Yesterday’s post was a timely reminder.
In order to bring my story into the present I’ve had to write about the recent past.
And yet, one of my most important strategies for fighting my cancer is spending a lot of time being present and in the moment.
While it’s been useful and therapeutic to make a record of my journey so far, I’d like to use today’s entry to quickly jump to the present day. There’s been a lot of thinking and believing and figuring things out in that time, but I can write just as easily about these things in the present tense, or simply dip back into the past when I need to.
And it’s the first day of spring soon, so it will be the perfect time to tell you about the fairies.
As for the recent past, the two big hurdles were the night before chemotherapy and the few days after it.
Chemotherapy involves taking your immune system to the edge of a cliff and convincing your cancer to jump first.
The process may include some nasty side effects, including some long term, potentially serious health issues.
Combined with surgery, it is also the best available treatment for triple negative breast cancer. This cancer is aggressive and spreads quickly. You might hear of people that were diagnosed with breast cancer who postponed treatment while they went on holidays or had a baby. There is not just one type of breast cancer. Some of them are slow growing. Mine isn’t.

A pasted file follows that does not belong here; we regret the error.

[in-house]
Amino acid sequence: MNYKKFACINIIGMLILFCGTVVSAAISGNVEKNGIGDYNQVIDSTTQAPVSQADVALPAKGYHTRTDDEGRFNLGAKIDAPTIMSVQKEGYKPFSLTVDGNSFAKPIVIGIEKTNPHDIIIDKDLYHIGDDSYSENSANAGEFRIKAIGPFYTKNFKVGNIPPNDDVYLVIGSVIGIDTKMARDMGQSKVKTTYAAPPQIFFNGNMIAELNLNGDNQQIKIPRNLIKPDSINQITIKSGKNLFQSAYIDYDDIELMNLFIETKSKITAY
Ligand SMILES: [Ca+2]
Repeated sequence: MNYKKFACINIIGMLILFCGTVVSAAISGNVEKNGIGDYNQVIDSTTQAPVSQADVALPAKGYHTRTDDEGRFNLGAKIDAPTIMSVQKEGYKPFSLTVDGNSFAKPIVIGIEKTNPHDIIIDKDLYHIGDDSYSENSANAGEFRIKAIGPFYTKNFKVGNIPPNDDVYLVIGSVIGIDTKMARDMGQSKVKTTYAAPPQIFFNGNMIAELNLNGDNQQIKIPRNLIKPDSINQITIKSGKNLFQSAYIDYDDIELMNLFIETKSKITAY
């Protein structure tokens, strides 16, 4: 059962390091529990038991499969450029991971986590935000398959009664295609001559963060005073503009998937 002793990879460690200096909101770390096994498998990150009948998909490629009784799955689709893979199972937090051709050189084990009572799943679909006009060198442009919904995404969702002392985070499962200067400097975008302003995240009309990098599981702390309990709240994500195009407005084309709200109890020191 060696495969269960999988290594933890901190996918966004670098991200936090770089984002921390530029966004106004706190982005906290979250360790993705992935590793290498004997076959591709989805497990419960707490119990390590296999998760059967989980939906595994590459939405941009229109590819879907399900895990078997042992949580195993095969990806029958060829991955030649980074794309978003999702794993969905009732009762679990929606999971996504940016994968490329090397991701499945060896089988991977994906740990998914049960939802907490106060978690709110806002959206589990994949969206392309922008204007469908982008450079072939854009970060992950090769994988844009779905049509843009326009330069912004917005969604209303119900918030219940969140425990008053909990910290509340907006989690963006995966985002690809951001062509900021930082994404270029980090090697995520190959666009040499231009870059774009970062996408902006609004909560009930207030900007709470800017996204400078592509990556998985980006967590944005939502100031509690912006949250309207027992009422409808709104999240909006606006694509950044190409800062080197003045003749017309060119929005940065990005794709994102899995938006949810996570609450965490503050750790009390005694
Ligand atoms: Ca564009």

Because I spent a good part of my life as a detective in the police force I spent a lot of my time in the weeks following my diagnosis investigating my cancer. As an investigator, you learn the difference between ‘evidence’ and ‘opinion’. You also understand that correlation is not causation; the fact that two things happen at the same time does not PROVE that one caused the other. These are important things to keep in mind when you research chemotherapy and come across all of the negative things that have been written about it.
When I was teaching young police to be detectives I used to point out to them that every paedophile I had ever arrested had owned a fridge. This did not, in any way, prove that fridges caused people to become paedophiles. It’s a deliberately ridiculous example but I hope it makes the point. Someone might go on a radical diet or take a ‘miracle’ supplement. Their cancer might go away. The fact that the two things occur at the same time does not, in itself, prove that one caused the other.
There’s a lot of people out there trying to sell you their ‘cure’ for cancer. There’s also a lot of people writing a lot of very negative things about chemotherapy.
I am extremely grateful to the author of this article:
He’s tracked down the most commonly cited research used by the anti-chemotherapy camp and debunked it. He’s also provided some excellent commentary on the nuances of medical research and the current state of treatment for cancer. It’s a very long read and rather heavy going but if you’ve been frightened by something you’ve read on the internet you’ll probably find a direct criticism of it here.